The Courier News from Blytheville, Arkansas on May 22, 1939 · Page 4
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The Courier News from Blytheville, Arkansas · Page 4

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Blytheville, Arkansas
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Monday, May 22, 1939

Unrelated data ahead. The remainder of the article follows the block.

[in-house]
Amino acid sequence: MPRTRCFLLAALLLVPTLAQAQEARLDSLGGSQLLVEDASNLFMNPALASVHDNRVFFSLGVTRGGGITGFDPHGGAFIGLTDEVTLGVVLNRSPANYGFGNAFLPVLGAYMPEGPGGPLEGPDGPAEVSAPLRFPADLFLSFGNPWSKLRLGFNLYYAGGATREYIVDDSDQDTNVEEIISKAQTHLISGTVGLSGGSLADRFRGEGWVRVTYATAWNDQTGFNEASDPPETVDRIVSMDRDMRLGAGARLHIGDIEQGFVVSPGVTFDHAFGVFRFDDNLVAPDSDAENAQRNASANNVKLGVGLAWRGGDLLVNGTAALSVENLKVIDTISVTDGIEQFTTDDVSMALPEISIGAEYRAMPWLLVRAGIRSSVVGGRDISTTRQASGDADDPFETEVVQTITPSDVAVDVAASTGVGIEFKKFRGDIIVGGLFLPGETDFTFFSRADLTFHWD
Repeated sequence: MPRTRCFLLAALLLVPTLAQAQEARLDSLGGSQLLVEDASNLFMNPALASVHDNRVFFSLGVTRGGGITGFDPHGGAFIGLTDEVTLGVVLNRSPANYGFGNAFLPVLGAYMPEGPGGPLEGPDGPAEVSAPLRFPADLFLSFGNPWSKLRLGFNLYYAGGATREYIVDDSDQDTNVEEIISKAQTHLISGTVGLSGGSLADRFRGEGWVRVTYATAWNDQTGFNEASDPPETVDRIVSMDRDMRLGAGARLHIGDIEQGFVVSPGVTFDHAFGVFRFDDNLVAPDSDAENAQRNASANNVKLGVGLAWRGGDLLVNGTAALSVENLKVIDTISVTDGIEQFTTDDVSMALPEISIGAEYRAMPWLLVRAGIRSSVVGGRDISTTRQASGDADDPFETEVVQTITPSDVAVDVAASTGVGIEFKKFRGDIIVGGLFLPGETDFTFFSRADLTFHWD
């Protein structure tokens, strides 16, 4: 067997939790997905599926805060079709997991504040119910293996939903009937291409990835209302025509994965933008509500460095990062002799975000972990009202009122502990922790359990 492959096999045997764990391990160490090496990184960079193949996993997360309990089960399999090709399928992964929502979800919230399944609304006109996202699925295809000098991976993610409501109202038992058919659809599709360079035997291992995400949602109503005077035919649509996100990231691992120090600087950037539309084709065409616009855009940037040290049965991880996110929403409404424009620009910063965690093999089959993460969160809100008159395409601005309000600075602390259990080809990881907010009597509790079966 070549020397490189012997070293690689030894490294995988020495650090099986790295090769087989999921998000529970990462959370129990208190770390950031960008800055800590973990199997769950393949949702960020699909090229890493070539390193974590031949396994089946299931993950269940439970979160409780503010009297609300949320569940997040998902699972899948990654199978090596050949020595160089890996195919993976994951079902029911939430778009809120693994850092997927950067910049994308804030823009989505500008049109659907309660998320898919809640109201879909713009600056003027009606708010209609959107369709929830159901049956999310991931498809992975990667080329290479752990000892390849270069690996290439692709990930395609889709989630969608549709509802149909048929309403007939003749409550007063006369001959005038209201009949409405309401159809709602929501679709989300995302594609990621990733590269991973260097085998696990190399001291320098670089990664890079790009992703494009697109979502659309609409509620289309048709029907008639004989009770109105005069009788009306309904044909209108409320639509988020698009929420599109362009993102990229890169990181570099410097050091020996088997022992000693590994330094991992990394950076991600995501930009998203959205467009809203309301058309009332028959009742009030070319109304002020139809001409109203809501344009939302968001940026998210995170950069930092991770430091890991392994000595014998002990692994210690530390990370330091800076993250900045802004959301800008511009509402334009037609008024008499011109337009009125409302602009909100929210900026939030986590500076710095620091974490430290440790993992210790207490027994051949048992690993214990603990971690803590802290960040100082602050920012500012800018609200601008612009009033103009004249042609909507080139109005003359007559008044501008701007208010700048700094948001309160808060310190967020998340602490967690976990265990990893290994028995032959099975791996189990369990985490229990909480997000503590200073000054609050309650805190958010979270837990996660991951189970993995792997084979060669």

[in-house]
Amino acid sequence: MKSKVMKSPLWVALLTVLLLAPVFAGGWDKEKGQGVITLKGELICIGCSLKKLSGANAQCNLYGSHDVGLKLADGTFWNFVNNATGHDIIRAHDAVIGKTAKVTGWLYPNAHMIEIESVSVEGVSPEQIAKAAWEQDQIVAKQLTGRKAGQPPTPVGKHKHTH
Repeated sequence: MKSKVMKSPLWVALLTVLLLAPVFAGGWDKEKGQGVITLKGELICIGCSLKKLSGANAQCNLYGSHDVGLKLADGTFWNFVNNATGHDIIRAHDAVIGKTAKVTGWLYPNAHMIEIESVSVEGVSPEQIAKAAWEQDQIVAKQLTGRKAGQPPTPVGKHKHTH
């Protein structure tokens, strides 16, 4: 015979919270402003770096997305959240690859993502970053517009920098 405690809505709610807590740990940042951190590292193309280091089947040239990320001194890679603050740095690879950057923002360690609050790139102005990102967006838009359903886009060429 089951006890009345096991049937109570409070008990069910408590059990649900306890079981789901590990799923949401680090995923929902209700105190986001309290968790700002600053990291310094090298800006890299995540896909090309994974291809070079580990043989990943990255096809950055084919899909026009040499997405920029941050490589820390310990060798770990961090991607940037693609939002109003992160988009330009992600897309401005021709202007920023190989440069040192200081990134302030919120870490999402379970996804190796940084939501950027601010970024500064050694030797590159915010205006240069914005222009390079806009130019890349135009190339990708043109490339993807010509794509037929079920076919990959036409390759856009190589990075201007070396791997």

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THE 'COURIER NEWS 'jacwa 'do f ,-,,.,PubU»lSff BAMM SUDBOBY, Editor P. N9RRI£, 'Advertising Manager .Sole NattoritJ XdRrUOng RcpntenUUvei; Arkansas DMlles, inc., New York,, Chicago, Detroit, St. Louis, Dallas, Kansas City, Puhllslied Every, Afternoop Except JSunoiy fcn'ttrwj 35 secon'^ clvis, nutter i «t. the post- jffice v at ^ BlythVvIjle, AritansM, under »ci of Congress, "October S, }911. , •' Served by the United Press f i- .. SUBSCRIPTION .RATES ... ,.. jBy canter In the City of Blythevllle, 16o per *eei, "or 65c per month , . .,, ;. By mall >llhln a radius of 50 miles, $3.00 per 'ye&r, »1 50 for sl^'mont'\s, 15o for three months; t by mall In postal zones Uo to six. Inclusive, tfifefl pel year; In zones se\cn »nd eight. 'per year,' payable In advance. In Spite of Everything, We fiorge Forward Whatever else you choose to say about this countiyj we ceilainly ca'ii take it. Theie is tiemcndous .stiengtli latent behind a system which can move for- wai'd, 'eVon slowlv and cumbi oiisly, in the fa'ce of war 'fcais, m the face of a nation-wide coal stiiko, in Ihe fftco of aii 'uupVediclable tax system rind a rtmgiesi, 'tliat talks economy a'nd then bmVtS the 'dam 'of biMget limits set by an 'executive they have con'dem'ne'd as money Vecklcss. When, in s^itc of A'll these 'things, Die national economy moves cr'eak- iligly 'fpnva'idj ypu know that ii'mle'r- nci^tli theie is stVengtp. Given any so'it of 'a chAnce it will iise to the surface somehow. . .• „. March, ni'inoimc^d the Alexander Hamilton Institute, is the fifth consecutive month in Which tlio national income \yas iaigei than in tlie corro- ,s]K>hding p'enod of a yeai ago The iia- ti6'nal income fo'i the (list quarter of 1939 is estima'ted ( at, 5i > l,332,000,000'.«.s/ compared with $i2,883,060,uOO last yeai In shoit, we aic doing better' VhiVi'i labt y'eai But not enough belter, c'oii- sKlcnng what a poor yeai 1^38 was. k Piohts me up The National City Bank ^of New York p\'eseiits 'figures to indicate that S'05 leading industrial cor- pmations made net piofits of |206,000,000" r "in the first fj'uhitci of this;'y'eair.' That is nio'ic tlian double [he-'proifi', reported m the same peuod of last year. The coal sliikc, as a national danger, is ovei The Euiope.m war s'iVua- tion is less acute, for the moment at least Wheat puc'es have n&eii some- Wha t l ° n ' 1rollt ! 1 icpoik- The motor and ' constr'tictmli induUnes aie holding up \-,ell Traffic should 'spmt, now: that the mines have ic-sumed wo'i'kiVig 'and re-stockmg of exhausted coal bjiis 'begins Employment is gaming Slight'ly, not enough, but some, and iclicf rotis have been slightly paied The stage is set foi a considerable. ieviv.il of business this summer.' The biggei units of business, leali/mg 'that they must function whethei eoriclitions exactly please them 01 not, have succeeded m making money in IKe first quailei. It can be done It is being cl6nc What the coun'hy needs light now is ^ f 01 get Em ope and its \\ar talk, foiget p6htics and pailisanship, forget griping, and saw wood! South America's determined resistance to .the. iiilriisio'n 'if European ""isms" is both surprising And heartening- II is (j'nile true (.hat many countries to the south fa!) short 6i' pure democracy, Mini thai sonic of them, in Iheir p r a 'e i i e a 1 political Working at the mQihciil, arc .simqii-purc (iicln- twships. l!»t nearly nil ihc heads of 'slates in Smith America have bccil •making 1 i\ determined slant] agaiii.st dictatorship by parties linked to Europe. Latest is Argentina, whose President Ortiz has ruled that "every as.so- tiatio'ii, whether or not composed of foreigners, must liavo its origin exclusively within Argentine 'territory." Direct or indirect relations wild lor- . cign countries, or.'use of uniform or maVkiill's idcnlilicd will) such foreign groups, is forbidden. 'Most Niw'i and 'Comnn'mist brga'ni- '/A'UoVii deny any such links, and 'contend that Uiey are 'native 'moVc'riieriis in each country. This makes the task difficult. The lest: "Is it 'conceiva'bU; that this 'local' organixalion could lake a stand opposed 16 that of the, parent •organization in the'old 'country I" Publication In ibis column of editorials from other ncwsnn'pcrs docs not ncce^arlly mean endorsement but Is an acknowledgment of iri- fcr'est. in the subjects discussed. •A LaWe'rti For The Rail FeiVce ,. No!s:tl ? 1 B. l . c news ooze.'i put ^pf the O/arks: Tliev Xrc^fciirli'ig <jo\vn the Vail fences nnd rcDlaelng llic'in with wire. Wire fence's lake up less room, n.rc.jmpre ^satisfactory to stock raisers, and— iiilrabfic d'fctu—n'rc chcnpc'r than rails. But who would judge a mil fence In terms '(^economy alone? 'All. the rail 'fences we c\ l c'r saw we're a thing of beauty and a joy forever. Most of them have disappeared Troni New aiglrtiul and othei- prirfs of the country. Alis- spiirl^scBtiis to hare been blessed by their re- iiialnliig longer 'than in most other sections. ., Yes, we know that a wire fence lakes iiji less room, runs st'ra'tgh'l Instead of being crooked, ^'Vl^.ipolis trimmer, but there wns something': frlcna'ly abo'ul n rail fence s'tr'aVgliii'j; around a p^stiirc or mcnilow. Wo'don't remember ever seeing one that looked new; The rails .were (is \vcatlierkcaten as if they had been split by rail-spllllcr Abe Lincoln Pf.'.'T'f; Vfns there ever a more convenient i)lacc for .'farmer neighbors 'to meet lor a chat than over a friendly fence? The binckbe'rrira, 'lob. seemed lo grow tnller and ripen earlier nlrma the rail fence limn (hey did in the woortlol. Wonder what the Oznrk squirrels will do without rail fences to scan'ijier "along 'jjs they have in the past, every once in a ivhiic 'frisking 'to iV-i!°? 9f. ".I'™ 1 *° 1 , £l "' v ' e 5' the scene—and see .whetlie'r tlie (io^ tiiat s'iirpVlsoVl Uicm nibblinf; bulte r nnVt.vwns 'still lii 'purauit? We suppose H's progress, bill, we'll miss 'the rail fences, whether 'they were in the Ozariis, or the Berkshire's, or the •Adiroiidacks. TliVy leave almost a : s. big n gap as ihc stone wnlls, also . ([ nlns, fighting a losing nglil for survivnl on many an American farm. —Christian Science Monitor. SoirtieYp and guns and trooia will not mine coal in America. Tiie time hns gone by when men could be shot back into the mines.—John Lewis, UM\V president, 'protesting the sending of National Guard troops to linrla'n county I no like the sentence. I like belter (he jiicltfe give me live years in prison here than make me go buck to aid. country .—tames Znharla's, oh being sentenced to t\vo years in Atlanta to 'be followed by deportation. MONPAY, MAY 22, ..1939 'Next lime you borrow a curling iroiY frorn my dr'cs'sirig room, clon'l forgcl to rctuni itl" eURlOlJS WORLD By William Ferguson corn, mi si uu SLFKICF. inc. T.M.ttG.u.s.pAT.OFr. ANSWER: }n'w£l simsliiiie, wh'ifc'ciollifrig is cooler because it icilccls.the light away from the body.. Al night there is little or no difference in the coolnpss of while and elcirk clothing of the same weight. NEXT: A mail on llic niooi'is.'oT M.irs. ! Owl And kawk Eggs Hardier I h Hatching STATE COLLEGE,. Pn. (UP) — : The worries of chicken farmers •' would be grc'olly rcducctl if liens' Jcygs had some of ihc .properties of I those laid by owls aifd hawks. ;ic- I coidinB to H. if, KaiitTman. exlcn- ; sipn 'poultry specialist'at the I'ctm- •.'sylvanln Slate College. shire, McKccsriort,. Pa.,, po'ii'ltry breeder, by a hnntcr. The egg, partly Incubated, had been abandoned and had lain in the cold, for at least nine hours. Ten flays after WiK.sIiire placed the e'gg in an incubator, a young-hawk was hatched. Although no one seems to know why. eggs of the great horned ;owl can lay in zero weather without injury, according to Kauffman. -.1 i\r • , tV -'i with Major Hoople Kauffman tells the 'slor hawk egg given to Floyd II. Will- Rend Courier iews want ads. By J, R. Wiiliaihs ^ WAVT, PAW-VOU CANT BUV BLOW-OUT. PATCHFS IM T W|RE--THAT5 A DRuo STORE, AN' DRUGSTORES ONLy SELL MEDIONES AND PRU6S.' a i'-i IM BLA c fi 6u L cM IM TeX-us f " (Ml . HILL-BLLV AIRWAVE WAIL ' ' "'* i '/\ T-\rr' ~~s-\ • rv~\ : • ~f///\ <J^vKE^ •~TM AAAicTOK A L£>-DE-0~00-^ SURE HOWEREDFOR ,^ym US Ikl A P.IJJCH VVHEW HE •<%%( LEK1T US TMIS LAY A-WM' -w v> • "^\ • ^Ro/rt ws COLLECTIOM i -T-l^lAT QWCE HOW YA LIKE OUR AFTER OUR MAMOOLIM BLEW A FUSE' ARCHLUTE? SOU.sJCS LIKE IT MIGHT BE / HAS ANY BROTHER BEEW ViSlT)WC3 A.WY OF TH 1 LATELY? 'AKE OP THE DUQAM& ixi-stand. The girl dancers in the floor shows often wear clothes than some of tlie n ci' the audience and there burlesque show left. The noisiest thins; left is a shooting ssallcry and (he proprietor there complains that even the rille's can't mtxke very much racket "if there ain't anyone around to tire 'em." There Is a padlock on the door of the Reno club where Count Ba- >ic and his Damns of Rhythm did 'hot lick's" for yehrs before they went east. The proprietor "extended" the closing jaw once loo often aiid stale enforcing agencies ordered the place closed. At least -.._. dozen' hostesses who entertained men customers by drinking •'short "beers" and 'non-h'lcolibllc highballs while the jiien tossed straight whiskies or "quick cold >nes," lost their 'jobs and the oticc boisterous 'corner at 12th nnd 3hcrry became quiet and dark. Two binle'sqiie theater's "used lo iltract a large following. Now boih i re gone and the only strip-tense ittfaction remaining is Die old Gillis,_dowh in the itiarkel district. The Gaiety ll'iba'ter, once the pride )f the West 12th. street hotel sec^. or, now is a chromium plattd light club, catering to a high class rade. The old 12t!i street theater, vhich •.drew some of the better ;no;vi) hoofers aloni; \vilh Hie tank "own IroOijers, lias been converted nto a modei'ijisUc fa'rhily show The few 'remaining . night" clubs. Tor the iiipsL part, are . orderly drinking places where customers Biirlesquc Shows Hard to Find 'On Twelfth Street Now KANSAS CITY, Mo. (UP)-Gny, reckless 12Ui Street, long famous for iu night lire Is siilxtuccl now. It is. as respectable by • night, as llic Petticoat • Lane women sho'p- i)'cr;s iJi'omcnarte by daylight, The campaign .to purify Kansas City's nocturnal activities hns closed the honky-tonks, dlmc-a-dahce palaces, burlesque theaters and gambling parlors. Gone arc , the carefree Negro entertainers in the. study little low- celling night clubs. The upstairs taxi-dance that used to advertise —75 beautiful gj r | s 75— has been — lorn clown for a parking lot and a ' relax. In deep-cushioned chairs and IJlilloifophlzc In low tones, A. few still maintain floor shows, hut none have the casinos and gaming rooms which used, to. be U\e chief source of.incorne for jhe opijrato'rs. Fi The. .old-timer's wink 'at the respectability and hint that the comparative flulcMs Just .a "front" to fool .those..who .would-stop 'their fun. They will tell you that a "certain / taxi-driver, "knows where things aye wide open," but emphasize that it has gone back t« the point where you'll have 'to tell '(be. man at the door that "Joe sent inc." refused; to leave the nest Tlierc- uixm the hen went elsewhere to nest. Mitid Ymir Test your . knowledge of corVc'ct, social usage by answering the 'following questions, tlien checking against the authoritative answers below; 1. What .does . the 'bridcgrppni wear, at a fovriial evening wedding? 2. Must a Bride, .married in a chiirch, wear something on iicr head? .. ,..„, 3-If S'OU;are. invited to more i church ( wedding, but not nbcrs reception afterwards. - large Poisons of various Iminiils are used considerably in treatini !a il- Jnents. Rattlesnake poison Is ii'scd J.n.. yellow fever, work, and that of the cobra Is a heart, remedy •• STORIES IN STAMPS Hoty.b Book Started The Red Gross JKAN HENm DUNANT was •. ! r ?vcling through -the I.om- ' ' . . , it . jicccs~ isn't a savy .to send the brUc a gift? ( i to . the ™ r y { ° w '" of Solfci'iiio in June, -' v iiGu nglitinu bcjjnn ljc~ . e rc a g i twc ' c P ^ lie Austrian's on t'hc one , :; 4. If a linde.tlianks Anyone verb- Sldc .ancl the French and ftalih'ns ally for i Vc'ddin'is gift, must she also write a note? 5. If a bride is given a money giit, should she, if possible, tell the donor how it is to .'be used? What would y'6'ii 'do If— . °". - tllc . other- Dunant paused, . C ? u 8ht by the sheer horror of tin; .V? llls .','.5laycd to see 20,000 Aiistri- " ^* 1 n ? a ' r ly as many of the .,, Then it was night and D'lina'rit ,.., tive.brkief: . "" ' ' .the dying 'an'3 wounded. Literally .(b) Seiid the .'gift 'to.tfic groom? thousands we're cared 'for, others ' • ; '' PV >ve M..j I )'o churchps arid "schools ittle town .. . . m , ,(c) Have, 'nh •qffice parly ; for ,'th'e PV >ve M..j I )'o churchps arid "schools g'rdom and gl'A him tl'ie gift If."! 1 .-I 1 . 0 ," 105 ."ritil the lit il'ien? .. 'i oversowed ^ith soid'iers. Answers .1. Formal, evening clothes. (Top hit, while tie and tails) 2. Yes. 3. No. !i Yes. 5. Yes, f , ,. Best_ "What. Would You solution—la). Hen OisoWns Kittens; Refuse To Scratch TON, Cal.XUPJ—Mother Icre in . a hen 'apparently 'ceases when her ."ciiicks" re'fiise to .'get out and scratch for themselves. '• A hen. belonging .to Mrs. .Clar..- —..-.....,..„ .,.,.,.. j jt.uH ence Daley 'mothered a family of .first run double features. i baby kittens .for. several wests.. However," when the time ..same; when real chickens would get out on their own 'account, the kittens ,.... , — * in his 30s, ,had .performed > historic service jjut jhe real work was yet to come. It ..started, with the little book D,imant ,wrote after that battle, ,"Un Souvenir dp'Solfcrino." into .this r book, ..really, a pamphlet, , Dunant packed the full tragedy Ipf.th'o LbmbaYay ba'tllh and 01 all battles, The book was immediately a ( sensation. Victor, Hugo, (hen a world fig- ., Do" .P UI ?' nt , , - ure, read .'lKc,:book and wrote "at oh'cc: ''Y oh'cc: se'rye ., ','Ypu Liberty." Humanity nnd 'th'er liberals .tock ,'iip the "cry. VU (he samp ^imb .the bqbk was translated 'into several languages., Thus 'Solfennb becarnc t .onc Of trie world's nio'sl s'ign'ific'inVt battles. 6iit of it came .eventually, the Red Cross as we 'know it today,', for Dunant con- jCeiyed the idea that 'day. touqant .is.honprcd above-on'a'new Belgian stamp,. : SERIAL STORY DATE DAN'Gtfc COPYKIGHT. 1539. NEA SERVICE, IHC. . >M(rranTi filpfc .ll»r< ( <rl«i. kill .>t«ry when he flndu her ni the'Jnnlcr -French .'pfctoreir,-Ih he le/tvr» ifhen poline nurrimc l.nlcr. Jlarr corn to headquarte to (I'll 6cr «(ory. , ; . - ..CHAPTER y - . J/£ARY and Jim Chase arrived , at Police •Hcadci'uarters .after Torn Ladd. . Commissioner Fenelon had left word,for her to come directly to his office. She 'glanced at the big clock in the white marble hall. The hour hand pointed 'to 3. Tired, depressed and.. apprehensive", she could i Imagine things closing ominously 'in on" hor and Tom. Sinister men in shadowy 'streets, wicked, blue slc'cl revolvers. 'The 'dark, slick waters of the river. White; bodies on cold stone slabs. Like Black bats these macabre thoughts ran through her rnind as she climbed the stairs with, the deleclivc. Three o'clock .'in the morning was also the ebb hour for Police Headquarters. A cou- 'plc of officers in the main corridor watdied the door, but aside from them the halls were deserted. "I'll lenvc you here," Chase said, &s they reached the third floor. Nodding goodby, she walked into the Cpmmisstoner.'s ^office... A low lamp burned over Uie big desk, The air was. gray with smoke. Tom sat in his coat and hat, as though he had only just come in, but the ashes in the little tray on the desk showed that h'e had b'een .ttie're, some. 'lime. At sight of. Nary he Jumpsd up. . "You're not hurt?" 'he asked anxiously. , "No, I'm all right." ' ; He turned, "Miss Franklin, this is Commissioner Ferielon." The commissioner was not th'o officer of fiction. Educated; suav'e and, easy-mannered,, he..was, as Mary .knew, a lightnmg .keen police officer, trained fo the job. .^ "Won't you^ sit, .down, ,,Miss f'riinkliii. Jwant to Kifar ipore about 'tfiO; Duke hrid(Nick: Harl. TlUiir actions may,, hayo. some bcaring i on Janice Frenic'h'is.'clis- appcarance.". r . • * * * ENELON was a b'i'g feUow, over ,sf)c feet tall,;with strong,,wide shoulders andVa muscular body, lie had slate gray eyes that nar L rowed when ho i talked k and long, sensitive t fingcred, .hands. \Vhen you looked at the'iri you couidn'lt help thinking' that, they'd close like steel on anything they gripped. "Janice' ( s, parents. pro frantic, Mary," I.add said. '.'They haven't seen her since Wednesday." "She called them yesterday noon,,however," interrupted .Fenelon, "but she didn't say wh'e're "sbe >vas, just ^said. ishe'djspen'd ihe week-end, will) 'them al .Tuxodo." ....''Diaj^eX.kno'w.'bf '(his a'part- 'ment ,"sh'e.,.kept. pn,_East VOth Street?" inquireil Mary. . . , 4 '/No..,,And,I h'aven'.t ;toid,.'thern. .They ,might losp. their h'eaijs 'and rush 'to .it. 1. want to kee'p 'it .clear. 'l^niay^tx able 'to trap the D]uke !t with..Jh'e 'goods. , Tell us what.'happerie^ to ypu there." .. ,.,.Mary,. repeate'd,,.the story she had .told'Chase, buiidm'g'iVjip wjth ( word., sketpheg of ,th*e Dove ( a l rid an.,. account _;'pf.. her : cpny?rsa'Uon with the Duke earlier in the 'evening. ,, _,,,., .. . ..." .,,,"Ja'nic'e iffs just .a 'fat, juicy plum. 'for. Mai-Un 'iairid Hart, to blackmail,", 'satd ..the , 'commissioner. "For 'that reaio'n I can't b'elieye. Iheyld i kiil 'flie goose that laid the golden, e'gg. She was worth morpjafive." , ,,.' ;., "But where £3 she?" asked Mary., . .."Hiding.;.... t .. e .,. Ladd looked thoughtful., '|My guess is^that Martin and Hart^lso .think she .is, hiding. They'ti 'give their boys the h'i'gh-sigh. .Then tfie Duke.will let her,know that he's got Ihose.candid cVmera shots 'you saw., {anight. Shp'U havp to pay aga'tn." , ., . ; . . , . .^."Suppose she 'doesn't?" Jvfary turned, to. Fenelon. "Th l nv'5T 'loirs, '»Wi -Uj^ . . ITi_6se .fellows are pretty well 6r- .ganired." .TOe c p m mi s s i on "er touched iomp; pipers., in 'front -of him. "Like to see their records?" ' ,-;. , , '. . .,-., reached .. for h reip.ort .,, marked, '.'iak"'b. MaVljh,'. alias IThp, Duke, 1 " and reaS: "Born in August, ,1908, "in Hell's Kitchen. P.PF 1 .0? Annie, ^scrub'vyoma'n, ^who worked in, the Beau'x/A'rOj'resta'u- ran iva.t,^0th street and fithjavenue. • ,,"Annip was.arreslcd (en ..time?; for .pc.lty larceny. ,.!§he 'sciioolcd her son in Hie cocaine racket.. He WS-*^ Bood student. . His; name didn't appear on 'the 'police blotters until 1924. This was the first lime that the. names of,Nick.Hart and Bill Condon had been coup'foa with his. Mother's tears are 'effective weapons before a Parole Doard. One year after his sentence, Jake Martin was free again. P&Wfl.hls mblhei; went into the bootlegging husiness, first in a' modest way above a pool hall on the corner of 50th street and lltji avenue, later in more 'el'abofato surroundings on 8th avenue and 53d. street, .: v .. . , "Martin bpcanje associated with a dope racketeer named Cokfe Conklin. Only Martin and his old mother know what happened after Conklin dined wjlh them the night Cokie carried $20,000 in cash on his person. Even Conklin cannot tell; Vie was never Veen a'gaih. 'After that, little was heard of Martin uiilil i'9'32, when he "started th'p Dove wit'll.Nick Ilairt, his gang lieutenant. Bill Condon was 'the bcuncer. Annie, the scrubwoman, JMartin's'moth'e'r, had disappeared. Mariin was. 'putting on the Rifz. Gradually, he was :-becoming , a definite character in the night life of New York. Park "avenue began to,.patronize his place." t ,','It y/as .then," int'erruplbd the commissioner, ."that, the idea of blackmail s'tnick 'the D'iik'e 'as an easy .racket.., He .trained Bill ..to help frXme.his. cusiomcrs. Do you remember .the .first time 'the name man w]io was later .divorced. A candid'shot of. him tiike'n at, the Ppye with a .pretty 'girl came in with..the .sjo'ry. 'i 'didn't 'iise 'it, but the Looking Glass did. When the., man's .wife filed , suit .she named the girl as dprespohdent." . . . ._ . * * * ripHE ringing of .the.tcicplione iii- •^..tcrruptcd "th'em.,;'What's 'tliat?" said Fenelon. "f?o one in any hospital answering the 'description of Janice French? Try th'e morgue." .Then tp,fdary, "That,man,.ypu sppkc .of ; 'didn't pay off the Duke. BuVfor eve'ryorie that tiidn't, there were a doze'n who did. We would proscculCL-Marlin ..It,.we. cpuld got the victims to talk. They lack cpurage." ,, ,., ... ... , lie ba'ngcd his fist;on the desk. /Even, though I know .Uip Dukp's a, c'ropk", 'a,. murderer, and, ev'ery- thing .:clsc ( yoji want,to, call him, I can't arrest him without .evidence.: That isjwlicre you can help me^Miss. Franklin." ,..,,. "At least I could 'describe the pictures I.saw.tonighl,',' said Mary. Fen_. shots of Janice ,Frcncn,.wiin nun, there's'nolhing we con'do'on that scpre." ,, !It would be your word, against theirs, Mary," broke in Ladd, "before a nipper-dipper judge and with the^bcst lawyer in town smearing you.",,.,., ,. A knock punctuated Lsdd's sentence. "Come in," called Fenolon. An officer stepped in. "The Morgue's reported the. body of <i ymfng girl dragged,'from the East River near Beckman Place, sir." Fenelon and Ladd stared at one Another. ."She's dead?" cried Mary. "Yes. They put It down as suicide." * u>, ' Janice French, Miss Franklin?" "I ought to be able to. I've been following her ri,x weeks." .The commissioner pfckcd up his elephone. "Call the car," Then to Mary and Ladd, "Let's go " (To Be Continued)